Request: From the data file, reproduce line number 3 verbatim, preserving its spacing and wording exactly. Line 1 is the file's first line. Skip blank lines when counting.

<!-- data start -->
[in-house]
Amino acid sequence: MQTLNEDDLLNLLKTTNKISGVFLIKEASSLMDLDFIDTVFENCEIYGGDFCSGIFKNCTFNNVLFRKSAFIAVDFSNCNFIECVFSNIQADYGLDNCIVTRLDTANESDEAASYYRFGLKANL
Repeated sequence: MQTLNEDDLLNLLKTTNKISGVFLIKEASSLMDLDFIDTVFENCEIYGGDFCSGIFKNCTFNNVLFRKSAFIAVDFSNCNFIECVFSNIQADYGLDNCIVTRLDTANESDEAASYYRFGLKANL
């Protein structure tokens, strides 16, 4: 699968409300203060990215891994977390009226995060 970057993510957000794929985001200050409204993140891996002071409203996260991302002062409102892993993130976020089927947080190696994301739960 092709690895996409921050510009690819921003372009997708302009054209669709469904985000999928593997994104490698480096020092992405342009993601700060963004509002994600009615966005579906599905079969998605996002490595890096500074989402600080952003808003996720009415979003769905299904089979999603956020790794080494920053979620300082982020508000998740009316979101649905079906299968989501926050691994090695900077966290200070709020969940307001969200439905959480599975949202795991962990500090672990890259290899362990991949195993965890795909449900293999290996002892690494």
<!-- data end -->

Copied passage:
Repeated sequence: MQTLNEDDLLNLLKTTNKISGVFLIKEASSLMDLDFIDTVFENCEIYGGDFCSGIFKNCTFNNVLFRKSAFIAVDFSNCNFIECVFSNIQADYGLDNCIVTRLDTANESDEAASYYRFGLKANL